Literary canon in general, and the canon of weird or speculative fiction in particular, is haunted by half-remembered absences. We think we know the details of all of the high points: Frankenstein (1822), The Vampyre (1819), Varney the Vampire (1847), Dracula (1897); the works of Edgar Allen Poe (1809-1849), or Sheridan Le Fanu (1814-1873). But in reality, we’re just glossing over all the places where we weren’t paying attention: namely, the vast catalogue of stories written by women over the centuries that play a formative role in the creatures and creeping feelings of horror that we take for granted as canonical. An important chapter worth writing in women’s history, and in the history of women writers, is that which considers the particularly feminine perspective that has imagined into existence some of the weirdest works of literature.
For example, there are stranger early modern alternatives to Shakespeare than Virginia Woolf’s portrait of his sister Judith. Margaret Cavendish (1623-1673), Duchess of Newcastle, scientist, philosopher, poet, patron of all things strange, was the first woman to attend a meeting of the Royal Society and get annoyed with Hooke, argue with Hobbes, and raise an eyebrow at Boyle.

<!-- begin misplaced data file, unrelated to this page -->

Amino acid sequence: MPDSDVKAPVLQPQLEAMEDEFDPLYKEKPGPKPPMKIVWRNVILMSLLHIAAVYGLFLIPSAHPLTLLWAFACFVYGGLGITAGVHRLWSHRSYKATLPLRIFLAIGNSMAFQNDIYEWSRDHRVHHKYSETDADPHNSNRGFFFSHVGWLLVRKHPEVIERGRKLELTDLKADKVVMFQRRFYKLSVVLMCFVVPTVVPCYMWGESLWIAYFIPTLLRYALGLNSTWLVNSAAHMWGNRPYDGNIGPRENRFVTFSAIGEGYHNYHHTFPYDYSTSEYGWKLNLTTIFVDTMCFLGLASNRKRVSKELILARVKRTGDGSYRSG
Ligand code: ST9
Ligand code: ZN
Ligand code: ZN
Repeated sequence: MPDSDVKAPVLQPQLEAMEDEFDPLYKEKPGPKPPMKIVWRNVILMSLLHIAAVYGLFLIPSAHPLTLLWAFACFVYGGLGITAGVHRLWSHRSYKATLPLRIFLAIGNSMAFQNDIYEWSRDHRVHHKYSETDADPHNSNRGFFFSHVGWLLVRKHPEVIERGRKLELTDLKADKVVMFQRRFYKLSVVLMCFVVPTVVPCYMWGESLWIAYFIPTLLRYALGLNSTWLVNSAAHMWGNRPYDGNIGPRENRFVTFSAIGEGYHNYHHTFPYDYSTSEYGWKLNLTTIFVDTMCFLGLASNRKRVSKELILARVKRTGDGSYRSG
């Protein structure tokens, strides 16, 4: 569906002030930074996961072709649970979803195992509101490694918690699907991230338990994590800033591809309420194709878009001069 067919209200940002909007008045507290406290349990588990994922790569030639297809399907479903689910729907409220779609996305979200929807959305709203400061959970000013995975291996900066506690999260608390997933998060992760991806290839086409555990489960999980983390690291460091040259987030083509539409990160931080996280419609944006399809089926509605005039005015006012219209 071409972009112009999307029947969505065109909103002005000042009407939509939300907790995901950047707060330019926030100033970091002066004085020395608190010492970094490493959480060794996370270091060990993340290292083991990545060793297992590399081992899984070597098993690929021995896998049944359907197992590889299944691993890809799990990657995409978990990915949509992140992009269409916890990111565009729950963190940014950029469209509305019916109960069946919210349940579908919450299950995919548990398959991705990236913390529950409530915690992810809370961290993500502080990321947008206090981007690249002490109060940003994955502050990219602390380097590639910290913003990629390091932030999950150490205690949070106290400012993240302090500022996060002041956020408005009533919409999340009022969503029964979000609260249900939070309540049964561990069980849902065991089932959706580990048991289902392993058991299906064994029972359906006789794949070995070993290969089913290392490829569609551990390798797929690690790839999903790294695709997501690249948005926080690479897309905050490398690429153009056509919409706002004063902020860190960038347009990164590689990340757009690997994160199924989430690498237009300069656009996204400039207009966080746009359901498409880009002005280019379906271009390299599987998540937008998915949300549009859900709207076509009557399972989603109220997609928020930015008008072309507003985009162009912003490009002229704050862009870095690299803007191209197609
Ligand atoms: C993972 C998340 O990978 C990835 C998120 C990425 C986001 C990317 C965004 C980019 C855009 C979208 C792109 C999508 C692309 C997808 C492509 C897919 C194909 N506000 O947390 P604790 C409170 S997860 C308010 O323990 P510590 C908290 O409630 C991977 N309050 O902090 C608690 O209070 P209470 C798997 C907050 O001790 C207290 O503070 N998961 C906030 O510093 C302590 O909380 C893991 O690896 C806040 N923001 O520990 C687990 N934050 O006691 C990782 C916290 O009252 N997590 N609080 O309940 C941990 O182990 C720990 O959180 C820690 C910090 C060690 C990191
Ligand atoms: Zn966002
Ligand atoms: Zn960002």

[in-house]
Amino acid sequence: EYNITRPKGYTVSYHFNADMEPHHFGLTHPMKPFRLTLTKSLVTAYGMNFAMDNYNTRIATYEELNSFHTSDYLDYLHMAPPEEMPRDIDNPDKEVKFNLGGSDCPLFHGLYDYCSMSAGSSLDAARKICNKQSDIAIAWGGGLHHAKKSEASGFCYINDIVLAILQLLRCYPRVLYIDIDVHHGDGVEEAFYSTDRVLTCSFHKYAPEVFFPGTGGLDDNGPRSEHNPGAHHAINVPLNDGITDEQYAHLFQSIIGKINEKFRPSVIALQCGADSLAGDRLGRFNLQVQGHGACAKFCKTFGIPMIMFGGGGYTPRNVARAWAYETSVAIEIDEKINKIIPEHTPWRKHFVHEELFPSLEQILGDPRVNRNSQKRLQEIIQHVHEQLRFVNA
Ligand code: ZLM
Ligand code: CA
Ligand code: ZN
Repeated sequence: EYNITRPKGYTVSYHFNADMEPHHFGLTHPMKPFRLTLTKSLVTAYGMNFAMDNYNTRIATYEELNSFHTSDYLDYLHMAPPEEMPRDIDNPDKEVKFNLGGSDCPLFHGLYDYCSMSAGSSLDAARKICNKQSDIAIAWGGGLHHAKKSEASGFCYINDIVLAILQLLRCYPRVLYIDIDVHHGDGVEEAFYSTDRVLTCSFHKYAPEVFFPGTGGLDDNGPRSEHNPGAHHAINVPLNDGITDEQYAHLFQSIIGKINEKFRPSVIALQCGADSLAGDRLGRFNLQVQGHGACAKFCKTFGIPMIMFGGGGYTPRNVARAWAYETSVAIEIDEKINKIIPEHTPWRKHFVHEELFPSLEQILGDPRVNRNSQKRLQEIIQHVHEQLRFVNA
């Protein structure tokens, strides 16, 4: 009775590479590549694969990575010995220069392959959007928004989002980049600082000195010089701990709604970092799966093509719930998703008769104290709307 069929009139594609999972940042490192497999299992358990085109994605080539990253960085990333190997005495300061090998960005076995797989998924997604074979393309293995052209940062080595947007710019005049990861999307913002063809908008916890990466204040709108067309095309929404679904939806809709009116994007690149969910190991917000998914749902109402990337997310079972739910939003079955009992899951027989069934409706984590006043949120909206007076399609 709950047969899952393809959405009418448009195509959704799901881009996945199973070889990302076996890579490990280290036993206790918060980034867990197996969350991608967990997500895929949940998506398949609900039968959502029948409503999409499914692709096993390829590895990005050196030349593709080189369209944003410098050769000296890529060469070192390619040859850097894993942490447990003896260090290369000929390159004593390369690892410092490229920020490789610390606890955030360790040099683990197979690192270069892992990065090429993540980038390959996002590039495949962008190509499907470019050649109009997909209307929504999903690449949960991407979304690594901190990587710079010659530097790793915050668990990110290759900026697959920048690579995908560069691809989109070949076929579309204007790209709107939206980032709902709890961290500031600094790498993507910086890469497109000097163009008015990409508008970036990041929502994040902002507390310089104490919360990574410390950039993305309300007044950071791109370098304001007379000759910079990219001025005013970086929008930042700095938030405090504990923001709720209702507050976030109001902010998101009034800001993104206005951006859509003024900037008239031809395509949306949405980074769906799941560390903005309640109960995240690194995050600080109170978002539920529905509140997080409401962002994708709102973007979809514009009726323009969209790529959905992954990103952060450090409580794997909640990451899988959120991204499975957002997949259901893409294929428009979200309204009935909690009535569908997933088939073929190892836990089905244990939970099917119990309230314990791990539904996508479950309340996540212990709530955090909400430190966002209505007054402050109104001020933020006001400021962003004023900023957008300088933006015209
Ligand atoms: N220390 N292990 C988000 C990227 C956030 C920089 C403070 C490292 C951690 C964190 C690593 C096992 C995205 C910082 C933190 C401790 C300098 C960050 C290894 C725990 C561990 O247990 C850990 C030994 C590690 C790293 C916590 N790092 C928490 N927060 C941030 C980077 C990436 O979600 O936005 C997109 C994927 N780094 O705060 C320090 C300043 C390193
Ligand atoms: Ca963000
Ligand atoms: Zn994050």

In 1666 she published two works together: Observations upon Experimental Philosophy, which argued against the most popular scientific worldview of its time, mechanical philosophy; and The Blazing World, equal parts utopia, social satire, and straight-up weird fiction. It’s a masterpiece of fish-men, talking animals, and submarine warfare—written significantly earlier than Jules Verne, despite including a journey to another world, in a different universe, via the North Pole. Should we not describe his works as Cavendishian? Scholarship more frequently cites Ludvig Holberg’s Niels Klim’s Underground Travels in connection with Verne, although that too bears clear hallmarks of Cavendish’s influence. Cavendish’s dual publication of a work of natural philosophy with a work of speculative fiction have arguably only met their synthesis in the twentieth century, when scientists admit the influence of science fiction in their research, and “hard science fiction” like that of Kim Stanley Robinson has fully blossomed as a sub-genre. In other words, re-conceiving the canon of science fiction, speculative fiction, horror, and weird fiction begins with reconsidering their muddled origins in works like those of Margaret Cavendish, the foremother of so many strange ideas, imagined and real.